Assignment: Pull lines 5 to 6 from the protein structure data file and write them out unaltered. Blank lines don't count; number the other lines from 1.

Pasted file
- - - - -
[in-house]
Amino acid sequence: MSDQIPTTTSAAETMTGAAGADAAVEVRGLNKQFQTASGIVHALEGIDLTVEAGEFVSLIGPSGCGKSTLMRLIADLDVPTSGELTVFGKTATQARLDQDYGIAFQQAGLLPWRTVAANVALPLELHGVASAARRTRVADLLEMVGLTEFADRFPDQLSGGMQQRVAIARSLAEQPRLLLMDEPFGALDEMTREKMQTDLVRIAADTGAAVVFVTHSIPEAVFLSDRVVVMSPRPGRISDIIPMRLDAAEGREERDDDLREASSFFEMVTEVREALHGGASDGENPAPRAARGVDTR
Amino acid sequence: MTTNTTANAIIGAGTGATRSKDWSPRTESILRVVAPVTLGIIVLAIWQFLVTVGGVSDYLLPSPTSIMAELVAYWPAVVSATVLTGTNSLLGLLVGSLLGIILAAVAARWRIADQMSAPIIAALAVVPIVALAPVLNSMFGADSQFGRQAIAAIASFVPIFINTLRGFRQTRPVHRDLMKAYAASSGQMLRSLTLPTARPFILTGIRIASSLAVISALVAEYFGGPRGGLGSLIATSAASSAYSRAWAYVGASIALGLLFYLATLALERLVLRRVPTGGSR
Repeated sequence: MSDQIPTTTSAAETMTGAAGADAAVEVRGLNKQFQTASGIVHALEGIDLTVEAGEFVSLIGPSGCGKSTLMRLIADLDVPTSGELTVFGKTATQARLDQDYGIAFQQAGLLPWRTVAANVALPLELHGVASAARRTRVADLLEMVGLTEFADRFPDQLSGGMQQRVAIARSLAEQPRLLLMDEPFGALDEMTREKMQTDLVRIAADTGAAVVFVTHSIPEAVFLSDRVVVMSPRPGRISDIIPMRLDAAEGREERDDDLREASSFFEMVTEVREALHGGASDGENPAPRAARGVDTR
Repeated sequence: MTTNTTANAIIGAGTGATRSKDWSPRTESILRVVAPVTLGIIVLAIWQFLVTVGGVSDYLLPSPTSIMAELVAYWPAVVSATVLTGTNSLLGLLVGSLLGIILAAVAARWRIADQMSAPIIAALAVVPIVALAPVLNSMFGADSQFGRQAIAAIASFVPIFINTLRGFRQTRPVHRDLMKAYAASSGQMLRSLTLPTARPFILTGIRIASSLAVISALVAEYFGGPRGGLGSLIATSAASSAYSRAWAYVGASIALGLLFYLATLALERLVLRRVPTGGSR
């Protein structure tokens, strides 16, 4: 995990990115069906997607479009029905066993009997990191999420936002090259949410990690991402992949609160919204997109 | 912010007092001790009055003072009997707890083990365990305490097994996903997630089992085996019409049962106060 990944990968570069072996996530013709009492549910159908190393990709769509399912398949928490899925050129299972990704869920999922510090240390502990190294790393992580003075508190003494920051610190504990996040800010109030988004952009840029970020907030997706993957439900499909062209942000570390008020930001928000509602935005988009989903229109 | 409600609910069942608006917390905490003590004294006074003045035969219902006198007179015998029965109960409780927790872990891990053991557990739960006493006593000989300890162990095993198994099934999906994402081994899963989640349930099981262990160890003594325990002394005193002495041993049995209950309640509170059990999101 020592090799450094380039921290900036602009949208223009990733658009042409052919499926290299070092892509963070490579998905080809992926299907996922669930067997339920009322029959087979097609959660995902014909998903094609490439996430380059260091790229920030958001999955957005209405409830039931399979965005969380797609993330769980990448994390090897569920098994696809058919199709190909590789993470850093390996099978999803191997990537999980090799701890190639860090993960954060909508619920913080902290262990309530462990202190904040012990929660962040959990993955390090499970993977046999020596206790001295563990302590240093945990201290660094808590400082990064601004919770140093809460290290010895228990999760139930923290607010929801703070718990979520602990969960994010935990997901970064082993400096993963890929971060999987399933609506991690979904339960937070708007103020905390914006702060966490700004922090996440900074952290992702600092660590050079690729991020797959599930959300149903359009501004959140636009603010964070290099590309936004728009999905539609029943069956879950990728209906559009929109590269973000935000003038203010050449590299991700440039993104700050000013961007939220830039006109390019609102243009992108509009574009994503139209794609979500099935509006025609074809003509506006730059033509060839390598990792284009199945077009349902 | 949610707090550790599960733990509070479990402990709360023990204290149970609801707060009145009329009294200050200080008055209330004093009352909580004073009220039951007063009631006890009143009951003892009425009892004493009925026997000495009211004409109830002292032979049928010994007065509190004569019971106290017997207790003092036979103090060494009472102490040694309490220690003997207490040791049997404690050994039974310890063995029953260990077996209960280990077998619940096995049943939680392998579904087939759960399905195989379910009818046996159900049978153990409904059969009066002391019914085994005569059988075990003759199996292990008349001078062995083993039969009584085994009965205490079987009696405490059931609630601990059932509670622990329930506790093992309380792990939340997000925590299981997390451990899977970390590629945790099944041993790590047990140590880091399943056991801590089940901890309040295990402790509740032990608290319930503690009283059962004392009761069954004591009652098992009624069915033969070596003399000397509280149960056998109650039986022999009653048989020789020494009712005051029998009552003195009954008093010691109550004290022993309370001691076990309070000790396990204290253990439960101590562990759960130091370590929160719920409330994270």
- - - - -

Repeated sequence: MTTNTTANAIIGAGTGATRSKDWSPRTESILRVVAPVTLGIIVLAIWQFLVTVGGVSDYLLPSPTSIMAELVAYWPAVVSATVLTGTNSLLGLLVGSLLGIILAAVAARWRIADQMSAPIIAALAVVPIVALAPVLNSMFGADSQFGRQAIAAIASFVPIFINTLRGFRQTRPVHRDLMKAYAASSGQMLRSLTLPTARPFILTGIRIASSLAVISALVAEYFGGPRGGLGSLIATSAASSAYSRAWAYVGASIALGLLFYLATLALERLVLRRVPTGGSR
């Protein structure tokens, strides 16, 4: 995990990115069906997607479009029905066993009997990191999420936002090259949410990690991402992949609160919204997109 | 912010007092001790009055003072009997707890083990365990305490097994996903997630089992085996019409049962106060 990944990968570069072996996530013709009492549910159908190393990709769509399912398949928490899925050129299972990704869920999922510090240390502990190294790393992580003075508190003494920051610190504990996040800010109030988004952009840029970020907030997706993957439900499909062209942000570390008020930001928000509602935005988009989903229109 | 409600609910069942608006917390905490003590004294006074003045035969219902006198007179015998029965109960409780927790872990891990053991557990739960006493006593000989300890162990095993198994099934999906994402081994899963989640349930099981262990160890003594325990002394005193002495041993049995209950309640509170059990999101 020592090799450094380039921290900036602009949208223009990733658009042409052919499926290299070092892509963070490579998905080809992926299907996922669930067997339920009322029959087979097609959660995902014909998903094609490439996430380059260091790229920030958001999955957005209405409830039931399979965005969380797609993330769980990448994390090897569920098994696809058919199709190909590789993470850093390996099978999803191997990537999980090799701890190639860090993960954060909508619920913080902290262990309530462990202190904040012990929660962040959990993955390090499970993977046999020596206790001295563990302590240093945990201290660094808590400082990064601004919770140093809460290290010895228990999760139930923290607010929801703070718990979520602990969960994010935990997901970064082993400096993963890929971060999987399933609506991690979904339960937070708007103020905390914006702060966490700004922090996440900074952290992702600092660590050079690729991020797959599930959300149903359009501004959140636009603010964070290099590309936004728009999905539609029943069956879950990728209906559009929109590269973000935000003038203010050449590299991700440039993104700050000013961007939220830039006109390019609102243009992108509009574009994503139209794609979500099935509006025609074809003509506006730059033509060839390598990792284009199945077009349902 | 949610707090550790599960733990509070479990402990709360023990204290149970609801707060009145009329009294200050200080008055209330004093009352909580004073009220039951007063009631006890009143009951003892009425009892004493009925026997000495009211004409109830002292032979049928010994007065509190004569019971106290017997207790003092036979103090060494009472102490040694309490220690003997207490040791049997404690050994039974310890063995029953260990077996209960280990077998619940096995049943939680392998579904087939759960399905195989379910009818046996159900049978153990409904059969009066002391019914085994005569059988075990003759199996292990008349001078062995083993039969009584085994009965205490079987009696405490059931609630601990059932509670622990329930506790093992309380792990939340997000925590299981997390451990899977970390590629945790099944041993790590047990140590880091399943056991801590089940901890309040295990402790509740032990608290319930503690009283059962004392009761069954004591009652098992009624069915033969070596003399000397509280149960056998109650039986022999009653048989020789020494009712005051029998009552003195009954008093010691109550004290022993309370001691076990309070000790396990204290253990439960101590562990759960130091370590929160719920409330994270």